Opera promises better memory usage in Opera 39

Martin Brinkmann
Jul 27, 2016
Updated • Jul 27, 2016

Opera announced yesterday that the company has been experimenting with a new memory Heap compaction feature in the Dev and Beta versions of Opera for some time.

The new feature promises better memory usage in Opera 39 and newer by adding a heap compaction phase to the browser's memory management functionality.

Basically, what the new memory management feature does is reduce memory fragmentation of the web browser by adding the heap compaction function to it.

We attacked memory fragmentation by implementing a cheap, single-pass inplace compaction of heaps (picture a “heap” as the “cupboard” in the analogy above). The benefits are two-fold: less heap memory is allocated, and live objects are packed tighter, thereby increasing memory locality and speed of access.

The new function adds two benefits to the browser according to Opera: first, it reduces the amount of heap memory allocated at any given point in time. Second, it improves memory locality and therefore speed of access.

Heap Compaction in Opera 39

Opera ran some tests on popular sites and noticed noticeable heap size reductions. On The New York Times website, heap size went down to 4.0 MB from 9.0 MB. Similar improvements were measured on Gmail, Amazon or Wikipedia where heap size almost always halved or saw an even better reduction than that.

One should not confuse heap size with overall memory use of the browser though. A quick, unscientific test of my own showed no noticeable improvements in Opera Developer (with heap compaction) over Opera Stable (without heap compaction).

The methodology I used was simple: open x sites in Opera Developer and Stable, and compare memory use in Windows Explorer after a while. Obviously, this is not the best of methodologies and a scientific test would use other memory measurement tools for that and probably some automation on top of that.

This does not mean that there is no improvement though, and it is likely that your mileage will vary depending on the sites you visit and your actions on those sites.

Opera plans to integrate heap compaction in the Blink engine. If the company does that, all other Blink-based browsers, Chrome and Vivaldi for instance, will benefit from the feature as well.

The company has added several new features to its web browser recently. This includes a Battery Saver feature to save battery, a browser proxy to improve user privacy, and a built-in ad blocker.

Now You: How big of a role plays a browser's memory use for you?

Opera promises better memory usage in Opera 39
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Opera promises better memory usage in Opera 39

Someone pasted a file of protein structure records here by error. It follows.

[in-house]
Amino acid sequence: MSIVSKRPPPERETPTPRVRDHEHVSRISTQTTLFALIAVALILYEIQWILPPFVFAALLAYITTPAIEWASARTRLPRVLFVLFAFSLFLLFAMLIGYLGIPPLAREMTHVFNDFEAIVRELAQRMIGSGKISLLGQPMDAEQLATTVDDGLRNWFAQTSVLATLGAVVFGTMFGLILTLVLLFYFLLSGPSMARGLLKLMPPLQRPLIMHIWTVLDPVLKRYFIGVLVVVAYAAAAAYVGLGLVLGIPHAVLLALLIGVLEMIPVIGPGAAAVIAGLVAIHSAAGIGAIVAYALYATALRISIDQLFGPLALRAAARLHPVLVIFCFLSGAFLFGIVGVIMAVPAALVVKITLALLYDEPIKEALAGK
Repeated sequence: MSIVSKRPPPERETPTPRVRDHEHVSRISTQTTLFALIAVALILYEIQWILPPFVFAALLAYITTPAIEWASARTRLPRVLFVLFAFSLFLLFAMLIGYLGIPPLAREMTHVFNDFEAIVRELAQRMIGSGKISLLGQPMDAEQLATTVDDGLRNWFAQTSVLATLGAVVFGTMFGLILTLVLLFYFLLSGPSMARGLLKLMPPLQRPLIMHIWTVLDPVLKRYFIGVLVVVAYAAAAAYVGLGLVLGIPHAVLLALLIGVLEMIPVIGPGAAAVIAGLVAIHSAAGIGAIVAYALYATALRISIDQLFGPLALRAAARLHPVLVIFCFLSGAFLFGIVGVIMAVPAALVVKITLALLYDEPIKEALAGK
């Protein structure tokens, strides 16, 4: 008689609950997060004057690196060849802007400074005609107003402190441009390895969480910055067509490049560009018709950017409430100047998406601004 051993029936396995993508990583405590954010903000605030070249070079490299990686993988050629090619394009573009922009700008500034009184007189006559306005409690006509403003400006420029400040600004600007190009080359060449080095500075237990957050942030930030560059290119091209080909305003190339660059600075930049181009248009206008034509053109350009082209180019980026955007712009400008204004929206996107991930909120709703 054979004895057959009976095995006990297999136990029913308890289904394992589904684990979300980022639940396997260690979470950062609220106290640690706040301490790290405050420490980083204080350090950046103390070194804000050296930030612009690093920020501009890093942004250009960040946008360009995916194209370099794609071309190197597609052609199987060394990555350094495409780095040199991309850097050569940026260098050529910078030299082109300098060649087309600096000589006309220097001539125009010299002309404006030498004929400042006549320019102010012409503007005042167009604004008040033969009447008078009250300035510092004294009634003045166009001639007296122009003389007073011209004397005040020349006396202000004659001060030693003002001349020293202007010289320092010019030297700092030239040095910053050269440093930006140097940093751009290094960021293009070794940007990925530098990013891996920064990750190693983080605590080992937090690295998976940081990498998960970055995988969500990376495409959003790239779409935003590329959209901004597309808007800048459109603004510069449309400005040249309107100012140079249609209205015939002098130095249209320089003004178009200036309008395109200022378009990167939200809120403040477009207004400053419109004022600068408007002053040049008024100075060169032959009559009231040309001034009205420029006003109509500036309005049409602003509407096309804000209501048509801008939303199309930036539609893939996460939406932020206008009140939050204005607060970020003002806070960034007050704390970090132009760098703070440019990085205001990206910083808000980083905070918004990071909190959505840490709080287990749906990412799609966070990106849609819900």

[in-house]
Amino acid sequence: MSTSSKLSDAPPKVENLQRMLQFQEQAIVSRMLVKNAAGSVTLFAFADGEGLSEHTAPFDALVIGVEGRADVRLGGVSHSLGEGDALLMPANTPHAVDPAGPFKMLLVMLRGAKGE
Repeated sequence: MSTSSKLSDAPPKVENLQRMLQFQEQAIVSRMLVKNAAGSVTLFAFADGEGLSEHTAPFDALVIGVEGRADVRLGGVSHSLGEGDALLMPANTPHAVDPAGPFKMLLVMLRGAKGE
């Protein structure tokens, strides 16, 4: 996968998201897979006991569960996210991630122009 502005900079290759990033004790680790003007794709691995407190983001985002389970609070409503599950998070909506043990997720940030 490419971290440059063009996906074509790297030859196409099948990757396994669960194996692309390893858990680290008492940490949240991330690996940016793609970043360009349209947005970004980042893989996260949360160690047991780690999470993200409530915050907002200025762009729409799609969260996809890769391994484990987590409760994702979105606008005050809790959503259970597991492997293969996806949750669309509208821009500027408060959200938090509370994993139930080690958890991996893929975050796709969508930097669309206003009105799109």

Opera announced yesterday that the company has been experimenting with a new memory Heap compaction feature in the Dev and Beta versions of Opera for some time.
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  1. Paranam Kid said on August 1, 2016 at 11:14 am

    @MIke W.: when you say “Google would technically be punishable” you mean theoretically because in practice Google’s data collection is only too interesting to US lawmakers.
    You say you have “avoided using Opera to do any sensitive work/banking/e-mails, etc.” which does not make sense so far because Opera had not been sold yet, the deal was finalised only last week.
    As for QiHoo, in AV reviews I have only seen positive comments about their 360 security suite; elsewhere I have seen some negative comments from others but without any factual data to substantiate those claims. Why is no one expressing concerns about Verizon’s take-over of Yahoo? Is Verizon so friendly, so clean to its customers?
    There is more & more Chinese software appearing on the market, and in Western eyes that software is crap/dubious/clunky/whatever by definition, but IMO that is pure bias because there is also good Chinese stuff coming out, such as the Kingsoft office suite, Aomei backupper, and (dare I mention it) the 360 AV suite, to mention just a few. But yes, there is less than Western stuff.
    Are the Chinese really more nefarious than their Western counterparts, is their software really (a lot) worse than Western software?

    1. Mike W. said on August 1, 2016 at 2:52 pm

      You are putting a blanket statement where a blanket is not needed. Anybody who dismisses ALL Chinese software or products is wearing a tinfoil hat and needlessly paranoid. OnePlus has proven itself to be an excellent hardware company in the mobile game for instance. The issue that I have with the Opera sale is entirely tied to QiHoo 360. Do a quick Google search on the recent history of the company and you will find some disturbing trends.